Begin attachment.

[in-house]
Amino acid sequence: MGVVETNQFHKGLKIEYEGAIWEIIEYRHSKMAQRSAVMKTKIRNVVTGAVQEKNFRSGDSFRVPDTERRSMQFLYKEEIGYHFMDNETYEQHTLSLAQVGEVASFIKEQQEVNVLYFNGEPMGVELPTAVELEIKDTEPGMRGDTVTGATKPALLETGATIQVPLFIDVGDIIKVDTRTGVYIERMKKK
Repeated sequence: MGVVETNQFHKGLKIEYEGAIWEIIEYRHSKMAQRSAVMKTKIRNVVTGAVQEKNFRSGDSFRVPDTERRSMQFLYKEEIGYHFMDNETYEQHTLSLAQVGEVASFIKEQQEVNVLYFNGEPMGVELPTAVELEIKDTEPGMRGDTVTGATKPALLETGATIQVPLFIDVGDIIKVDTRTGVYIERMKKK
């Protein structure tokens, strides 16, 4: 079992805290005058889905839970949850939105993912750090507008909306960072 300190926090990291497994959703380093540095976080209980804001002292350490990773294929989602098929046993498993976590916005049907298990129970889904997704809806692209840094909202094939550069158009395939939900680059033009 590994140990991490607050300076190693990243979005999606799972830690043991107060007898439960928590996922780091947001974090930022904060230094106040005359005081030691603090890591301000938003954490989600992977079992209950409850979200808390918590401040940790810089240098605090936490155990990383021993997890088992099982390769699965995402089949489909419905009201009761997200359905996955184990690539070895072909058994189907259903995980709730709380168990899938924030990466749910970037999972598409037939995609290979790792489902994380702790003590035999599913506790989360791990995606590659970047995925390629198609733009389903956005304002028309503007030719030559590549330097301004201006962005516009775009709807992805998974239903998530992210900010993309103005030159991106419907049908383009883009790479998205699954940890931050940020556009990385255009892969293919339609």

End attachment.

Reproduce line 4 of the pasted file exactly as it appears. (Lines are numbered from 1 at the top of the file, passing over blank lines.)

């Protein structure tokens, strides 16, 4: 079992805290005058889905839970949850939105993912750090507008909306960072 300190926090990291497994959703380093540095976080209980804001002292350490990773294929989602098929046993498993976590916005049907298990129970889904997704809806692209840094909202094939550069158009395939939900680059033009 590994140990991490607050300076190693990243979005999606799972830690043991107060007898439960928590996922780091947001974090930022904060230094106040005359005081030691603090890591301000938003954490989600992977079992209950409850979200808390918590401040940790810089240098605090936490155990990383021993997890088992099982390769699965995402089949489909419905009201009761997200359905996955184990690539070895072909058994189907259903995980709730709380168990899938924030990466749910970037999972598409037939995609290979790792489902994380702790003590035999599913506790989360791990995606590659970047995925390629198609733009389903956005304002028309503007030719030559590549330097301004201006962005516009775009709807992805998974239903998530992210900010993309103005030159991106419907049908383009883009790479998205699954940890931050940020556009990385255009892969293919339609």